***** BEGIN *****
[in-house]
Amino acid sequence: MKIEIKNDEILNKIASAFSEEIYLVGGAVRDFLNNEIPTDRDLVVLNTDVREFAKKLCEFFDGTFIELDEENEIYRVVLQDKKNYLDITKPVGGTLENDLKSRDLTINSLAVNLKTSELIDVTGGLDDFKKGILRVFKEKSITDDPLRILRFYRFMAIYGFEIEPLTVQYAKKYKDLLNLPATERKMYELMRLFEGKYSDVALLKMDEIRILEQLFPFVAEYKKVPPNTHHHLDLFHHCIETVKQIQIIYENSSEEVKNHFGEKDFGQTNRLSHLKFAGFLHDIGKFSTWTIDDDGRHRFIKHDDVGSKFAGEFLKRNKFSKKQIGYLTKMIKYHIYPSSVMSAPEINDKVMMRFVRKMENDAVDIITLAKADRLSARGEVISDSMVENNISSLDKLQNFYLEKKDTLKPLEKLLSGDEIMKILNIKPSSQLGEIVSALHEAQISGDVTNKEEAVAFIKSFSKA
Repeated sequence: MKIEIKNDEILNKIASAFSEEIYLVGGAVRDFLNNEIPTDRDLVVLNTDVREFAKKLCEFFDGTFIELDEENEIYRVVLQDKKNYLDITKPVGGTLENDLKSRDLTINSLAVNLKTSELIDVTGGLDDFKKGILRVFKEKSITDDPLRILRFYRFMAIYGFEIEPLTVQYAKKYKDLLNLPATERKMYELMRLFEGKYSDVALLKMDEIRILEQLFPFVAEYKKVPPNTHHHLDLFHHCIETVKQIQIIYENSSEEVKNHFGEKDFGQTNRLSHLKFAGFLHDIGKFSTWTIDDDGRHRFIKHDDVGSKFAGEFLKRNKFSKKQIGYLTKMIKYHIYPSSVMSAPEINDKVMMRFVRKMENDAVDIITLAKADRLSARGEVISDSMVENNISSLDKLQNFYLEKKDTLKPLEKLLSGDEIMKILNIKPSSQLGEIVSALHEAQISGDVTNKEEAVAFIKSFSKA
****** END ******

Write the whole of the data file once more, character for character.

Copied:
[in-house]
Amino acid sequence: MKIEIKNDEILNKIASAFSEEIYLVGGAVRDFLNNEIPTDRDLVVLNTDVREFAKKLCEFFDGTFIELDEENEIYRVVLQDKKNYLDITKPVGGTLENDLKSRDLTINSLAVNLKTSELIDVTGGLDDFKKGILRVFKEKSITDDPLRILRFYRFMAIYGFEIEPLTVQYAKKYKDLLNLPATERKMYELMRLFEGKYSDVALLKMDEIRILEQLFPFVAEYKKVPPNTHHHLDLFHHCIETVKQIQIIYENSSEEVKNHFGEKDFGQTNRLSHLKFAGFLHDIGKFSTWTIDDDGRHRFIKHDDVGSKFAGEFLKRNKFSKKQIGYLTKMIKYHIYPSSVMSAPEINDKVMMRFVRKMENDAVDIITLAKADRLSARGEVISDSMVENNISSLDKLQNFYLEKKDTLKPLEKLLSGDEIMKILNIKPSSQLGEIVSALHEAQISGDVTNKEEAVAFIKSFSKA
Repeated sequence: MKIEIKNDEILNKIASAFSEEIYLVGGAVRDFLNNEIPTDRDLVVLNTDVREFAKKLCEFFDGTFIELDEENEIYRVVLQDKKNYLDITKPVGGTLENDLKSRDLTINSLAVNLKTSELIDVTGGLDDFKKGILRVFKEKSITDDPLRILRFYRFMAIYGFEIEPLTVQYAKKYKDLLNLPATERKMYELMRLFEGKYSDVALLKMDEIRILEQLFPFVAEYKKVPPNTHHHLDLFHHCIETVKQIQIIYENSSEEVKNHFGEKDFGQTNRLSHLKFAGFLHDIGKFSTWTIDDDGRHRFIKHDDVGSKFAGEFLKRNKFSKKQIGYLTKMIKYHIYPSSVMSAPEINDKVMMRFVRKMENDAVDIITLAKADRLSARGEVISDSMVENNISSLDKLQNFYLEKKDTLKPLEKLLSGDEIMKILNIKPSSQLGEIVSALHEAQISGDVTNKEEAVAFIKSFSKA